Continue Reading National Labor Relations Board Grants Student Assistants the Right to Unionize at Private Colleges and Universities

Many employers are familiar with the fact that the EEOC regularly conducts on-site workplace investigations after receiving charges of discrimination or harassment.  A recent federal court decision, however, may lead to an uptick in such on-site investigations – even if the EEOC does not have an administrative warrant for the investigation and even if the employer does not consent.

A federal court in Kentucky recently held that the EEOC has the authority to conduct a warrantless, nonconsensual search of a private employer’s commercial property to investigate a discrimination claim.  This marks the first decision in which a federal court confronted this issue.  Though this is not a favorable decision for employers, the court delineated several limitations and safeguards that help fetter the EEOC’s on-site inspection authority.

Continue Reading Federal Court Allows the EEOC to Conduct Investigation on Employer’s Premises Without Employer Consent or a Warrant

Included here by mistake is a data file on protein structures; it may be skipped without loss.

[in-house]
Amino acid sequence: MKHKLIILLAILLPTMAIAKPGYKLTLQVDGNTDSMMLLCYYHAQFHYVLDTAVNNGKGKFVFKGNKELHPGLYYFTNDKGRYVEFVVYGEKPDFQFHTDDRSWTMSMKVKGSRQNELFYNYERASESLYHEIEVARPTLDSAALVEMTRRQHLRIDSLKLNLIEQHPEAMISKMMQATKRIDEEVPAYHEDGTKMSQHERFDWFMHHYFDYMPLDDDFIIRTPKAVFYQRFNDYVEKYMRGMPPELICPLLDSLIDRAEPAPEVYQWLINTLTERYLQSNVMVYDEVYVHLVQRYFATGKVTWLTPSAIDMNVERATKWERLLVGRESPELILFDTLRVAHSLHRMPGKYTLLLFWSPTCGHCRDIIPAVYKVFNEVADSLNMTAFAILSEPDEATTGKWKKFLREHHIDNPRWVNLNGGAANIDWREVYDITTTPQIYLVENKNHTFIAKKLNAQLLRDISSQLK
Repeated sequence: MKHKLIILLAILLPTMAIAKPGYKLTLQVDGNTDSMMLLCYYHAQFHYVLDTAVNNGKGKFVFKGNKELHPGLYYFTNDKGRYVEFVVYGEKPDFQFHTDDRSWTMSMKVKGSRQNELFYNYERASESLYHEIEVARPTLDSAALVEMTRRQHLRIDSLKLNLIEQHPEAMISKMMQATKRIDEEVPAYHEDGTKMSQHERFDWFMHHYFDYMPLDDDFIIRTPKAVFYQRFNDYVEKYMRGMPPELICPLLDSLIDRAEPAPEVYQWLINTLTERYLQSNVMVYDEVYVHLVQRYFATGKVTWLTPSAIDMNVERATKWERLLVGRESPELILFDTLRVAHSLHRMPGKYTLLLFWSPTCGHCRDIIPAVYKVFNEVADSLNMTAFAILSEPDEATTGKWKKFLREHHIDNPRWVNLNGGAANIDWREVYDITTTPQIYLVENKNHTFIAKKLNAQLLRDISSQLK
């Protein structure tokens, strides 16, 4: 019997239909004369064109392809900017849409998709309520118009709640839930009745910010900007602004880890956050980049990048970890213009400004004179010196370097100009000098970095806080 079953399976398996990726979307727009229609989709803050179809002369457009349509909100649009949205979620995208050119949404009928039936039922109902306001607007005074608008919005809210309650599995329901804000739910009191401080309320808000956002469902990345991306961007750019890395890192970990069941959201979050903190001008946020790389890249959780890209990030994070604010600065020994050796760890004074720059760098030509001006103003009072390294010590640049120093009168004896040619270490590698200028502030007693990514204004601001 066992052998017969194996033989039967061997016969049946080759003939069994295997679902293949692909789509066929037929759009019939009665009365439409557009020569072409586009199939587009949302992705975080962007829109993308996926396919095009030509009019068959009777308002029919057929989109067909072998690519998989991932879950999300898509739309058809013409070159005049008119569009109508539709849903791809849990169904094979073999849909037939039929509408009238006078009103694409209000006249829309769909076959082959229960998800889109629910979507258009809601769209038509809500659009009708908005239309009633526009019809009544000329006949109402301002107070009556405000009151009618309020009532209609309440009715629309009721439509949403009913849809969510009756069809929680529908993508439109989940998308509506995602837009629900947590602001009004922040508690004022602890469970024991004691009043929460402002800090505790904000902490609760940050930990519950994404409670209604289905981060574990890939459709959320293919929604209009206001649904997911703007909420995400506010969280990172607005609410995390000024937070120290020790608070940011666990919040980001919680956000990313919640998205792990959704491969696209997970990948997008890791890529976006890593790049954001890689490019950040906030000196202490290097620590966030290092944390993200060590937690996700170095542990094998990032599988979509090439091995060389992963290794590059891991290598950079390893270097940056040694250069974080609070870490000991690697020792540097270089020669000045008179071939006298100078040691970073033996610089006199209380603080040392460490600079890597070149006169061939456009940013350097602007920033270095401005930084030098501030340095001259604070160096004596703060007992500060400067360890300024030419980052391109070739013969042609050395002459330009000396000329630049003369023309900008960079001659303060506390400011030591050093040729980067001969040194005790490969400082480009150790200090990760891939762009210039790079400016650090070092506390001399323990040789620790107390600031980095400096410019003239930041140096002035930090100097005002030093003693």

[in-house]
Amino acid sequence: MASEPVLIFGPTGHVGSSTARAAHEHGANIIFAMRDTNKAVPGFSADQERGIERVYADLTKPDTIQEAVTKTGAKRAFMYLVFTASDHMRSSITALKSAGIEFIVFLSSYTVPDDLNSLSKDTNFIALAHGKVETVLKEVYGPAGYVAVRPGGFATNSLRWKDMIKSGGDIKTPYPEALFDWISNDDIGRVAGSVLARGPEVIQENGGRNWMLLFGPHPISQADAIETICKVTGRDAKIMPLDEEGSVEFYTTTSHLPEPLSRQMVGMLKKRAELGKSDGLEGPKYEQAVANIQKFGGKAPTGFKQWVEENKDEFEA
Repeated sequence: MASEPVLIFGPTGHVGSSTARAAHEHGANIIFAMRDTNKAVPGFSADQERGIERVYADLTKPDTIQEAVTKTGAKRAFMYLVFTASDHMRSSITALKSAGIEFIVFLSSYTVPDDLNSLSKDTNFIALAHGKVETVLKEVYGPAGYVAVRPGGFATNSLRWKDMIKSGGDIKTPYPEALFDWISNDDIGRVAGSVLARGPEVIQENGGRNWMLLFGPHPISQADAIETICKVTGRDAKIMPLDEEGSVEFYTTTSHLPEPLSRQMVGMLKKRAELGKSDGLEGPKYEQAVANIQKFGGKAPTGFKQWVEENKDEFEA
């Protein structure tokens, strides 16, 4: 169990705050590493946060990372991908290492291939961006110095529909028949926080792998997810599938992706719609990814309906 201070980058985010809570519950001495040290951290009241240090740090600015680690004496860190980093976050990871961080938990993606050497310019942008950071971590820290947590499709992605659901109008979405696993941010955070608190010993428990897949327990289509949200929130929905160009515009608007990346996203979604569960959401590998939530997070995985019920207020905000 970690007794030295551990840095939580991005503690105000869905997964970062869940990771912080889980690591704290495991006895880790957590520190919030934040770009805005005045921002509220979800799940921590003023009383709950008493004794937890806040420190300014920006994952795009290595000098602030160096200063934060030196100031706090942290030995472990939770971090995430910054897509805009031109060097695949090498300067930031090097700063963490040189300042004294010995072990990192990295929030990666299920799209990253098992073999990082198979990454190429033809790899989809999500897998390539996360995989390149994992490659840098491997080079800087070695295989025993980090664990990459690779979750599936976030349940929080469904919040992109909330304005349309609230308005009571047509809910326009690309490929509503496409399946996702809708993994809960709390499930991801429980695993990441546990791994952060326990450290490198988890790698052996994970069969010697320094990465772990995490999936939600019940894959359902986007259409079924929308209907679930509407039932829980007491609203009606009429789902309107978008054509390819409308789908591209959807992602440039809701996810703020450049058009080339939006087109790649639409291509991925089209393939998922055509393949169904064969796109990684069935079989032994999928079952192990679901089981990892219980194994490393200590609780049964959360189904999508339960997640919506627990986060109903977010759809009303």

Ah, the tell-tale signs of March are here.  The winter is starting to dissipate in the northern climes, we’ve set the clocks forward, and Syracuse is bound for another Final Four run.  Unfortunately, most teams won’t be so lucky and many coaches will soon find themselves on a beach.  And why not?  After a long, hard-fought season that fell just a bit short, might as well take a warm-weather vacation – go for a quick swim, maybe hit the amusement park, and take a few pictures of all the fun in the sun and post them to Facebook.  Sounds like a marvelous idea for many NCAA coaches, but not so much for employees out on FMLA leave.  The plaintiff in Jones v. Gulf Coast Health Care of Delaware, a recent case out of a Florida federal court, learned this the hard way.